Manual Particle Extractor
Extraction efficiencies are typically in the range of 70 to 80%. To test extraction efficiency, a SASS 3000 and several electret filters were used to collect airborne fluorescent polystyrene beads of 1.8 microns diameter. Each filter was operated for a period of 10 minutes. After the collection phase was completed, the filters were mounted in a SASS 3010 and captured beads transferred to 5 ml of extraction buffer using the protocol outlined below. Extraction efficiencies were then determined using fluorometric assay methods.
It was found that an average recovery of 77% was achieved. A second extraction with an additional 5 ml of extraction fluid resulted in recovery of another 17% of the embedded beads, while two more 5 ml extractions resulted in small 4.5% and 1.5% additions to the total number of beads recovered, respectively.
In a second test series designed to study the effect of particle size on extraction efficiency, fluorescent polystyrene beads of 0.9 to15.0 microns diameter were spotted uniformly over either the filter’s inlet (air-side) or outlet (fan-side) face from water-based particle suspensions: Each fluid spot had a volume of 10 ul. For inlet-side spotting, a dilute surfactant solution was used: dilute surfactant assists in wicking injected fluid and suspended particles deep into the hydrophobic filter matrix. For fan-side spotting, particle suspensions in distilled water were used. Distilled water results in poor penetration of the particles and provides a worst-case scenario of particle position within the filter. That is, during extraction the particles must travel through the filter’s entire vertical cross-section.
After the filters had been allowed to air dry, each was extracted with 6 ml of CBRN International’s extraction solution (Part Number 1760-0006-17). Recovery percentages are shown in Figure 1 for the air-side and fan-side spotting tests, and for the previously described aerosol loading test. From this Figure it can be seen that extraction efficiency for particles lodged on the air side of the filter shows no apparent dependence on particle size. For particles deposited on the fan side of the filter, there is a noticeable improvement in extraction efficiency as particle size increases, until the difference in extraction efficiency becomes insignificant between inlet- and outlet-side deposition, for particles larger than about 10 microns. Note that the aerosol extraction test results with 1.8 micron diameter particles are very similar to results when the particles were spotted onto the filter’s air-side from a surfactant solution.
Taken together, this data implies that the 3010 extractor can be expected to recover about 60% to 80% of the aerosol particles captured by the electret filters used in the SASS 3000 and SASS 4000 dry samplers.
In a third test series, extraction efficiency was determined as a function of extraction fluid volume. For this purpose, 1.8 micron fluorescent polystyrene beads were embedded in the filters by spotting dilute surfactant solutions containing the particles onto the filter’s air-side face, as described previously. Results are shown in Figure 2. These tests indicate that overall collection efficiency is maximized if 4 ml or more of extraction fluid is used.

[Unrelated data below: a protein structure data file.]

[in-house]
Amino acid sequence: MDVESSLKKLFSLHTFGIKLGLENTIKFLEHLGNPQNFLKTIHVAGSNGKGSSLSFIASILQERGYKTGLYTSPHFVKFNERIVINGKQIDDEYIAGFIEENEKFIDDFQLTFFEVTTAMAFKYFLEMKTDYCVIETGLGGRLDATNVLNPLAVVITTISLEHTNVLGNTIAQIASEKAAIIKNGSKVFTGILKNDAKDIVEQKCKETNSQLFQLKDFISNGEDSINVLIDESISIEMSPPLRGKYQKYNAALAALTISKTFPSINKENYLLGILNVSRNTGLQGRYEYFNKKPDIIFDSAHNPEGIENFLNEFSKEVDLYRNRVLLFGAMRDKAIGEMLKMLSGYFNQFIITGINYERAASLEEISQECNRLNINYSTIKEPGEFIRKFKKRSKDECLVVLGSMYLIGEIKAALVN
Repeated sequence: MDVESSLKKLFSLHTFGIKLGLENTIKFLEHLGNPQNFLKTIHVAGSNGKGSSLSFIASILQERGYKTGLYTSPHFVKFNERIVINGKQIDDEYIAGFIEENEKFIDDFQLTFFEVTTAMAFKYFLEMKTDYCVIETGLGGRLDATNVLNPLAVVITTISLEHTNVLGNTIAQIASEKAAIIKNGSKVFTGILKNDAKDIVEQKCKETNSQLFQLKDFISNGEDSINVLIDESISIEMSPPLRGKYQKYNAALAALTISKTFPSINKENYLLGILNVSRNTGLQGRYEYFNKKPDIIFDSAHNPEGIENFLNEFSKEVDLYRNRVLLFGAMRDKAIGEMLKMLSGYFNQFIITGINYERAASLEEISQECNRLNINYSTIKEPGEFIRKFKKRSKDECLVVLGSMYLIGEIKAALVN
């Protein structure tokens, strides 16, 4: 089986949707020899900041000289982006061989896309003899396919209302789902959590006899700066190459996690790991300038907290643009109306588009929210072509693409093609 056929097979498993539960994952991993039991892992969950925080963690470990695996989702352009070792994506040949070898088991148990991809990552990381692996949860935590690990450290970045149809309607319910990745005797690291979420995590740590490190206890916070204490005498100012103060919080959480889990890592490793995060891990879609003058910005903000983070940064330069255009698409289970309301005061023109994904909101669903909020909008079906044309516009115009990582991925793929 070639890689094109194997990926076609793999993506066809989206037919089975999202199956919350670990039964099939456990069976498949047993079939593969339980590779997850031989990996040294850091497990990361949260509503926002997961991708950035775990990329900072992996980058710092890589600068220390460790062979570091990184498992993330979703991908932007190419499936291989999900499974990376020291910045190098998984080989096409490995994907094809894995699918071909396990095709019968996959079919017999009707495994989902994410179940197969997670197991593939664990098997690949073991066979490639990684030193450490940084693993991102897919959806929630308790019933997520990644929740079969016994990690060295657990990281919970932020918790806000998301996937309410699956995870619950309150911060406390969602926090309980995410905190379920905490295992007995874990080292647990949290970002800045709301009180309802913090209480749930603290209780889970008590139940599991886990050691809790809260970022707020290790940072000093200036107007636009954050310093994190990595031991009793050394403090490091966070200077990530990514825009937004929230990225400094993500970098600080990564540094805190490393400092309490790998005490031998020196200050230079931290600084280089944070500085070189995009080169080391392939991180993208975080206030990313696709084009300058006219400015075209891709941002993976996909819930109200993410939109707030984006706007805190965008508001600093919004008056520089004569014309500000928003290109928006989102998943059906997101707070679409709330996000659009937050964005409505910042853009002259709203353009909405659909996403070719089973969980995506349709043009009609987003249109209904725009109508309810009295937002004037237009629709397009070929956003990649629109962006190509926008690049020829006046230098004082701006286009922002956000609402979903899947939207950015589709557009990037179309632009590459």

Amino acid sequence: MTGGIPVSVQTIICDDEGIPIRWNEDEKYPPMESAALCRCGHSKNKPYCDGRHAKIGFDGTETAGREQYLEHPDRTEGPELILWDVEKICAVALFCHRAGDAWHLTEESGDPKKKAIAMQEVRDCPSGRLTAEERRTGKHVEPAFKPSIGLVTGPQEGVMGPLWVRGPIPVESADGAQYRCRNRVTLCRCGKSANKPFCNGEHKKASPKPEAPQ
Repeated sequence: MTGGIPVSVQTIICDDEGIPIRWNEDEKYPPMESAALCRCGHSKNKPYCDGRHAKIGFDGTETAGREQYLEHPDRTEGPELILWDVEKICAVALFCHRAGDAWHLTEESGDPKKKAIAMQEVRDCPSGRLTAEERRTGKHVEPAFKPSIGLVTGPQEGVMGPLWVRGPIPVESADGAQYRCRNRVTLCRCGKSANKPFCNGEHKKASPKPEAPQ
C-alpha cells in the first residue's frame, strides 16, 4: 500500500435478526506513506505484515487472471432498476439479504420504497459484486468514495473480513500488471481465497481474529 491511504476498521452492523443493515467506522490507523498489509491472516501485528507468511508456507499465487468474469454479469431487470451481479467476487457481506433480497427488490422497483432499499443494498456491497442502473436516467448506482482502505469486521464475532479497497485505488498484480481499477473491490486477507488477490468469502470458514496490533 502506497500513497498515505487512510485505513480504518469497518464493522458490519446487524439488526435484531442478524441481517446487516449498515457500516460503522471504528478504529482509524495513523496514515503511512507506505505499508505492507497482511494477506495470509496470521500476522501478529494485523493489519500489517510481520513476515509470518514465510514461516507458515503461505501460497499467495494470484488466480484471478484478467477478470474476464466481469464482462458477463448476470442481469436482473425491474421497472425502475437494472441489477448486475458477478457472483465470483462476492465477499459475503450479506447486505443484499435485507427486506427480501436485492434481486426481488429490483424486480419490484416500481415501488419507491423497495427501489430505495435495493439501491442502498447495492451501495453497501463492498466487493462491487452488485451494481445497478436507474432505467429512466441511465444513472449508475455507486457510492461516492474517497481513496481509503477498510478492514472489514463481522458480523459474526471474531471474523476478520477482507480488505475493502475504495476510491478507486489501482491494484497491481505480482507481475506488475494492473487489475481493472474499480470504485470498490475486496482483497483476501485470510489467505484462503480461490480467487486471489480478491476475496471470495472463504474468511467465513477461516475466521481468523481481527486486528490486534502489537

The comparatively high transfer efficiencies found with a single extraction are the result of several design elements:
- An effective extraction fluid;
- The use of sonic vibration to dislodge particles from the fiber matrix; and
- Regulation of flow so that the extraction fluid enters the rear of the filter and exits the air inlet face, where particle concentrations are highest.
The Extraction Buffer used by the SASS is compatible with DoD Hand-Held Assays (HHAs) or other lateral flow immunoassays for identification of extracted biologicals. The sample vial may be used to directly apply the sample to an HHA or it may be used directly with other analytical techniques. Please see our Technical Note, “Suitability of SASS 2300 Sample Vials and SASS 3010 Sample Vials for use with Hand-Held Assays,” for description of our test procedure that verifies this suitablitity.
Operation is straightforward. The Extractor’s cover is first removed and the filter to be extracted is seated in the extractor cover. The cover is then re-attached and 6 cc of extracting buffer is injected from a dropper bottle vial (Part Number 1760-0006-17). The empty vial is then placed in a sample collection station located in the extractor base (This dual-use vial is used to store extracted sample fluid on completion of the extraction protocol).
In the next step, particulates are dislodged from the filter fiber matrix using acoustic energy, a process that takes about 15 seconds. After this has been done, the liquid sample is transferred to the sample vial by manually pressing the extraction pump plunger shown projecting from the top of the extractor in Figure 1. The extractor cap is then removed and the extracted filter assembly discarded. Overall time to process a filter is about 1 minute; if the extractor’s interior needs to be washed before another filter is inserted, total time is still less than 2 minutes.
No external power is used- two “D” batteries power the sonication step. The batteries can be replaced with no tools by removing 4 finger-nuts on the device’s bottom surface. Due to the short sonication time, a long battery life can be expected.
Visit the SASS 3010 product page